Friday, March 10, 2017

whose animal? whose work? whose money? a gender reflection from Atbsi

On my last trip to Atsbi, we met two farmers who kept dairy cattle : one man, one women.

For the women, she clearly felt that the animal was a common ownership between her and her husband. When we interviewed her, the husband had gone with the animals to the water point.
the woman farmer we interviewed
She would feed and milk the cow. She showed us how to prepare and mix feed for the animals, she got training for that. Having a Holstein dairy cow increased her labor, as she is now preparing optimal feed for the cow. She mentioned that this was now possible because her children are a bit older. A quick look at her children told me she meant no breastfeeding anymore.

She was selling the milk to the cooperative. It was difficult to understand what she does with the money. As far as we understood, part of it would go to buy the concentrate feed, and this could be done either by him or her. If he goes she would give him the money for that.
homestead of the woman farmer
Clearly, in this household, the care of the animals at home was a woman's duty, no wonder she had small children and she would stay at home. The husband would take over the tasks a bit further from home such as going to water points or getting feed.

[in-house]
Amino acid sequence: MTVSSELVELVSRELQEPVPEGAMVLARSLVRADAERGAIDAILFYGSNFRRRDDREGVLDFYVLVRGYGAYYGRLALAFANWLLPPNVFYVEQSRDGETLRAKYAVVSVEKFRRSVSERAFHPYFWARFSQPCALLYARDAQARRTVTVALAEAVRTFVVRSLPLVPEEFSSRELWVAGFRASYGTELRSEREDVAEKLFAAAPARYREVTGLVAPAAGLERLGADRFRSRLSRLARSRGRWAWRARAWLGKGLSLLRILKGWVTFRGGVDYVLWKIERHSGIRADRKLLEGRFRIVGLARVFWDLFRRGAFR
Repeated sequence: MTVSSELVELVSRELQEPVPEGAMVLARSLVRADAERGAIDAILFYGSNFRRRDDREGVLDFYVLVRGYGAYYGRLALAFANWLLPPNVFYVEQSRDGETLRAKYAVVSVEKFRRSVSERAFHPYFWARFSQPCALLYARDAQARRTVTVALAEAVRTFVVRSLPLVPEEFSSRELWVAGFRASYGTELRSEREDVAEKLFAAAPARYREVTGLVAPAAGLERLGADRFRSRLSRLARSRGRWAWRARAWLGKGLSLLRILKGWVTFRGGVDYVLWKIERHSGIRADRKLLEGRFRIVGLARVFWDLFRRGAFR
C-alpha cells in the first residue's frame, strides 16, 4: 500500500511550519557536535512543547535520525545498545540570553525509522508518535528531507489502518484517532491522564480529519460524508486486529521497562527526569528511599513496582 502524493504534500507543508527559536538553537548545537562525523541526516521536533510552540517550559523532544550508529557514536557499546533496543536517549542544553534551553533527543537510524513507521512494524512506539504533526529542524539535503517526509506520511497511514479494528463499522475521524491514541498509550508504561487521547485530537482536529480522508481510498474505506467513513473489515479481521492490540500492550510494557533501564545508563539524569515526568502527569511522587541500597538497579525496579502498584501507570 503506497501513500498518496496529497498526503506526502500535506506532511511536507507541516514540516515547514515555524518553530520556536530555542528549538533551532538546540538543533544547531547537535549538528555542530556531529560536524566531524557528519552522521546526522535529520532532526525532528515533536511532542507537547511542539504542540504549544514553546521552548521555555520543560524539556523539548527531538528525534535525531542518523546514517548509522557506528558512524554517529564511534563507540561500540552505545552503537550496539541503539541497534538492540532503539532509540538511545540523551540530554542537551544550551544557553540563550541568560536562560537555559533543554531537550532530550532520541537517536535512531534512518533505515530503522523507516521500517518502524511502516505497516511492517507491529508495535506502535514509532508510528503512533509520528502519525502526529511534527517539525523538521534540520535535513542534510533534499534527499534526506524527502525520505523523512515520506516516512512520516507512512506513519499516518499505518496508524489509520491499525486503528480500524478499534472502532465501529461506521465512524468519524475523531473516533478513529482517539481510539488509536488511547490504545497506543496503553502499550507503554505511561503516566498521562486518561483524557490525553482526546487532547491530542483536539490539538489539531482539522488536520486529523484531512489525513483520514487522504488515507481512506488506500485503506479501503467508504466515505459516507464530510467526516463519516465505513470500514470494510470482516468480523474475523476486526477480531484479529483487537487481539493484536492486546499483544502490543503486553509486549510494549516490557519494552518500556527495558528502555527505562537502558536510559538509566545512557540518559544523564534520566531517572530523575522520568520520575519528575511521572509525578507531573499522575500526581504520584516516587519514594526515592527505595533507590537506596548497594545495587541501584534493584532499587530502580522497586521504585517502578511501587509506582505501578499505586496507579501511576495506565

We got at very different picture from the landless dairy cow keeper in the settlement. The cow was his and he would fully take care of it, from feed to milking and selling. His wife had a job, and the livestock was his activity and a secondary income for the household. He was a carpenter and keeping livestock was not his first choice. But he said that now he sees the benefit, he is happy with it.
the male farmer and his calf
Clearly we did not interview a representative sample size, but from the two interviews we had, it is clear that gender role in livestock keeping can be very different in each households even when they are less than 2 km apart.

I still wonder why i did not ask the man what he does with the money he makes from milk, and who takes the decision on how to spend it. Is that my own gender bias?

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